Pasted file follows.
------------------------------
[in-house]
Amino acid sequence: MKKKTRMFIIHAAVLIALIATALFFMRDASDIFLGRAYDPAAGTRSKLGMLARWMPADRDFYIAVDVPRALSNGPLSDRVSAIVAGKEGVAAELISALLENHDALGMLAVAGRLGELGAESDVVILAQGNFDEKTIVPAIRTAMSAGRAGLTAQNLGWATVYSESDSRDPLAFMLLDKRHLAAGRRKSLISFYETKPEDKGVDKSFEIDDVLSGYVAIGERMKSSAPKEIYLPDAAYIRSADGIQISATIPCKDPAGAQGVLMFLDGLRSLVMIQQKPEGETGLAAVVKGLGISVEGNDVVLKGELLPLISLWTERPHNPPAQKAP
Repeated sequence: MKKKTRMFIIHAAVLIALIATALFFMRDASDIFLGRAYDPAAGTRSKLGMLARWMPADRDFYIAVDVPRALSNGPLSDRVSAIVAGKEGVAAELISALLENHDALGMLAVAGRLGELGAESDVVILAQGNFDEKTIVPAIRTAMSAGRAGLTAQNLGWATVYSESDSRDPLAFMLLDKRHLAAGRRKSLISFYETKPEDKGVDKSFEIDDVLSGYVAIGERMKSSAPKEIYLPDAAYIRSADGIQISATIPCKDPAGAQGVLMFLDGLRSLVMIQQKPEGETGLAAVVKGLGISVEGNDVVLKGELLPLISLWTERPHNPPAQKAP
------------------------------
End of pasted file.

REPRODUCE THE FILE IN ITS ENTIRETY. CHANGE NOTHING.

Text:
[in-house]
Amino acid sequence: MKKKTRMFIIHAAVLIALIATALFFMRDASDIFLGRAYDPAAGTRSKLGMLARWMPADRDFYIAVDVPRALSNGPLSDRVSAIVAGKEGVAAELISALLENHDALGMLAVAGRLGELGAESDVVILAQGNFDEKTIVPAIRTAMSAGRAGLTAQNLGWATVYSESDSRDPLAFMLLDKRHLAAGRRKSLISFYETKPEDKGVDKSFEIDDVLSGYVAIGERMKSSAPKEIYLPDAAYIRSADGIQISATIPCKDPAGAQGVLMFLDGLRSLVMIQQKPEGETGLAAVVKGLGISVEGNDVVLKGELLPLISLWTERPHNPPAQKAP
Repeated sequence: MKKKTRMFIIHAAVLIALIATALFFMRDASDIFLGRAYDPAAGTRSKLGMLARWMPADRDFYIAVDVPRALSNGPLSDRVSAIVAGKEGVAAELISALLENHDALGMLAVAGRLGELGAESDVVILAQGNFDEKTIVPAIRTAMSAGRAGLTAQNLGWATVYSESDSRDPLAFMLLDKRHLAAGRRKSLISFYETKPEDKGVDKSFEIDDVLSGYVAIGERMKSSAPKEIYLPDAAYIRSADGIQISATIPCKDPAGAQGVLMFLDGLRSLVMIQQKPEGETGLAAVVKGLGISVEGNDVVLKGELLPLISLWTERPHNPPAQKAP